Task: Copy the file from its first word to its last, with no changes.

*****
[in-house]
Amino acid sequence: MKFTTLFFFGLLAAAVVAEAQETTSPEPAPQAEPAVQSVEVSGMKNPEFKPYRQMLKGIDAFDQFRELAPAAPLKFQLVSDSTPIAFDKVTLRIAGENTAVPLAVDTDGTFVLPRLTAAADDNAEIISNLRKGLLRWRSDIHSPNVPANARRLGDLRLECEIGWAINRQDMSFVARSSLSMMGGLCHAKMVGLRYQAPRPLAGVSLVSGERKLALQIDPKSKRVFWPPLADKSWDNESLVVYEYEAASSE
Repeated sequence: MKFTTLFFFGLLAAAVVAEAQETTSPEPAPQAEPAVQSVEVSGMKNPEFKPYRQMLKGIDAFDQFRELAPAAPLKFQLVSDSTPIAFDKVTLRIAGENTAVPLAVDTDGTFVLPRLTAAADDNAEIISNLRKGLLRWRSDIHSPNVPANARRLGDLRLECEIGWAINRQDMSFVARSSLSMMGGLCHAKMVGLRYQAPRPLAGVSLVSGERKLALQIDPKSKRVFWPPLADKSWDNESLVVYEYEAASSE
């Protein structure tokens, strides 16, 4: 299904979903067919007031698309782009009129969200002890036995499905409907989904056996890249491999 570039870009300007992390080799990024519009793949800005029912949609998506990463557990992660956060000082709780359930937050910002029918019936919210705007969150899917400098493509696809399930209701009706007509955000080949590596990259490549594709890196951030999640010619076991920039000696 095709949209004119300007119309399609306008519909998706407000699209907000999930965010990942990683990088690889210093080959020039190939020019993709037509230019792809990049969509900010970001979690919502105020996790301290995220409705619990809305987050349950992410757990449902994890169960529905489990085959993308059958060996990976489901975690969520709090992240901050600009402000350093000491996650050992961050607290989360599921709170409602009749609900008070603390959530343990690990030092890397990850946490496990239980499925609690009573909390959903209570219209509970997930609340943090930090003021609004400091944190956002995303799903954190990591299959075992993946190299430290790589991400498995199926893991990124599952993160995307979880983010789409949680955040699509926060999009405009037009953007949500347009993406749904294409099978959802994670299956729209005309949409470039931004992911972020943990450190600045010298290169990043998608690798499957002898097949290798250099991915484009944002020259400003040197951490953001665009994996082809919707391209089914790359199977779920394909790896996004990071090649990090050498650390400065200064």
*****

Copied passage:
[in-house]
Amino acid sequence: MKFTTLFFFGLLAAAVVAEAQETTSPEPAPQAEPAVQSVEVSGMKNPEFKPYRQMLKGIDAFDQFRELAPAAPLKFQLVSDSTPIAFDKVTLRIAGENTAVPLAVDTDGTFVLPRLTAAADDNAEIISNLRKGLLRWRSDIHSPNVPANARRLGDLRLECEIGWAINRQDMSFVARSSLSMMGGLCHAKMVGLRYQAPRPLAGVSLVSGERKLALQIDPKSKRVFWPPLADKSWDNESLVVYEYEAASSE
Repeated sequence: MKFTTLFFFGLLAAAVVAEAQETTSPEPAPQAEPAVQSVEVSGMKNPEFKPYRQMLKGIDAFDQFRELAPAAPLKFQLVSDSTPIAFDKVTLRIAGENTAVPLAVDTDGTFVLPRLTAAADDNAEIISNLRKGLLRWRSDIHSPNVPANARRLGDLRLECEIGWAINRQDMSFVARSSLSMMGGLCHAKMVGLRYQAPRPLAGVSLVSGERKLALQIDPKSKRVFWPPLADKSWDNESLVVYEYEAASSE
């Protein structure tokens, strides 16, 4: 299904979903067919007031698309782009009129969200002890036995499905409907989904056996890249491999 570039870009300007992390080799990024519009793949800005029912949609998506990463557990992660956060000082709780359930937050910002029918019936919210705007969150899917400098493509696809399930209701009706007509955000080949590596990259490549594709890196951030999640010619076991920039000696 095709949209004119300007119309399609306008519909998706407000699209907000999930965010990942990683990088690889210093080959020039190939020019993709037509230019792809990049969509900010970001979690919502105020996790301290995220409705619990809305987050349950992410757990449902994890169960529905489990085959993308059958060996990976489901975690969520709090992240901050600009402000350093000491996650050992961050607290989360599921709170409602009749609900008070603390959530343990690990030092890397990850946490496990239980499925609690009573909390959903209570219209509970997930609340943090930090003021609004400091944190956002995303799903954190990591299959075992993946190299430290790589991400498995199926893991990124599952993160995307979880983010789409949680955040699509926060999009405009037009953007949500347009993406749904294409099978959802994670299956729209005309949409470039931004992911972020943990450190600045010298290169990043998608690798499957002898097949290798250099991915484009944002020259400003040197951490953001665009994996082809919707391209089914790359199977779920394909790896996004990071090649990090050498650390400065200064």